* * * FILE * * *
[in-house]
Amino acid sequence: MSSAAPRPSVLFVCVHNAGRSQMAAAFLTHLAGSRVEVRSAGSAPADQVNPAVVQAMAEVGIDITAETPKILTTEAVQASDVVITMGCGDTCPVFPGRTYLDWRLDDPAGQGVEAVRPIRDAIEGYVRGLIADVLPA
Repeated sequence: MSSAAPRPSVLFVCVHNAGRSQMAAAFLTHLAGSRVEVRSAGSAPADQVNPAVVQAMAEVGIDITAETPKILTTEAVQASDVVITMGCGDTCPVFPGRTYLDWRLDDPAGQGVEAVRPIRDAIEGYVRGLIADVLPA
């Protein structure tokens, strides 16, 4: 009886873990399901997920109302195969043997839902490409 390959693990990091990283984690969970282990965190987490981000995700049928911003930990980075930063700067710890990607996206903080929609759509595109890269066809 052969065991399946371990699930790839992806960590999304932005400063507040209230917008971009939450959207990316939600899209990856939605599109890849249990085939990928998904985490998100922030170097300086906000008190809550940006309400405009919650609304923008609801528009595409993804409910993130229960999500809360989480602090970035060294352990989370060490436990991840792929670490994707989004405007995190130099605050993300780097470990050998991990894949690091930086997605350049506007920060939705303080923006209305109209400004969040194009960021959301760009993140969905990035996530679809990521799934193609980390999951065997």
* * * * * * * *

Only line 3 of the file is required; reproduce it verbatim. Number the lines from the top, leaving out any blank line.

Repeated sequence: MSSAAPRPSVLFVCVHNAGRSQMAAAFLTHLAGSRVEVRSAGSAPADQVNPAVVQAMAEVGIDITAETPKILTTEAVQASDVVITMGCGDTCPVFPGRTYLDWRLDDPAGQGVEAVRPIRDAIEGYVRGLIADVLPA